The benefits of using the Braden Scale include improving the condition of a patient who is at risk for developing bedsores, or pressure ulcers, and reminding her caretakers to care for her in ways that minimize that risk, according to the Annals of Long Term Care. This leads to better physical and mental health for the patient.
The Braden Scale has six parameters that determine if a patient is at risk for bed sores, says the Annals of Long Term Care. They are sensory perception, moisture, activity, mobility and nutrition. Friction/shear is the last category. The score can range from 6 to 23, according to WoundRounds.
A patient who is at risk has a score of between 15 and 18, says WoundRounds. Caregivers must turn this patient regularly and encourage her to be as active as possible. Caregivers must protect her heels and manage her exposure to moisture and friction or shear.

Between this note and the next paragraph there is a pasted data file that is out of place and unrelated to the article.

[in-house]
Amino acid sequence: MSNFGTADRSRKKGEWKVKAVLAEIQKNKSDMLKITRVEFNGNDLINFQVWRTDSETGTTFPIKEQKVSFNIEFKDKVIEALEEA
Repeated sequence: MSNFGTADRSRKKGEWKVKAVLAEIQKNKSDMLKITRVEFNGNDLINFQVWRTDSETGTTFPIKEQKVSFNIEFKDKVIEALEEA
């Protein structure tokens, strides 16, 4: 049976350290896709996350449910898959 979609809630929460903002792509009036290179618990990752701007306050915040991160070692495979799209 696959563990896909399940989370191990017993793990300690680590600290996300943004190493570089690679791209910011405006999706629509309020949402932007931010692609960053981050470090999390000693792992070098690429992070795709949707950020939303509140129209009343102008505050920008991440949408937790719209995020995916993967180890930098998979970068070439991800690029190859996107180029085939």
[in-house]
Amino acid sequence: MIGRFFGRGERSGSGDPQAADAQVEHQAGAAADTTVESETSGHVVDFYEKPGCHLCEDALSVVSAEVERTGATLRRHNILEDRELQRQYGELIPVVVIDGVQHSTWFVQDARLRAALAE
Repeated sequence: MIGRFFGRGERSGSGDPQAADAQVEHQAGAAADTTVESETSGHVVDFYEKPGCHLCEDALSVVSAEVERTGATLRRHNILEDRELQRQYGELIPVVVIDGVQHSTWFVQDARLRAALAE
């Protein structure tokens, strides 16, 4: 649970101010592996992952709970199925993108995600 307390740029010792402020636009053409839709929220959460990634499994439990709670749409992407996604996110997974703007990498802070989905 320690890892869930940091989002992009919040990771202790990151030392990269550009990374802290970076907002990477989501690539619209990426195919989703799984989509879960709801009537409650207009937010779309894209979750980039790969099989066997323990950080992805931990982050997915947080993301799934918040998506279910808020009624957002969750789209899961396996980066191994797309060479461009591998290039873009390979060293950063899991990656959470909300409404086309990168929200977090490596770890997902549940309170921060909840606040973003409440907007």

A score of between 13 and 14 means the patient is at moderate risk, states WoundRounds. A score of 10 to 12 means the patient is at high risk, while a patient is at very high risk if the Braden score is a 9. The protocols for these risk categories is the same as for at-risk patients, with adjustments such as support by foam wedges, positioning in bed and the use of a pressure-redistribution surface in very high-risk patients.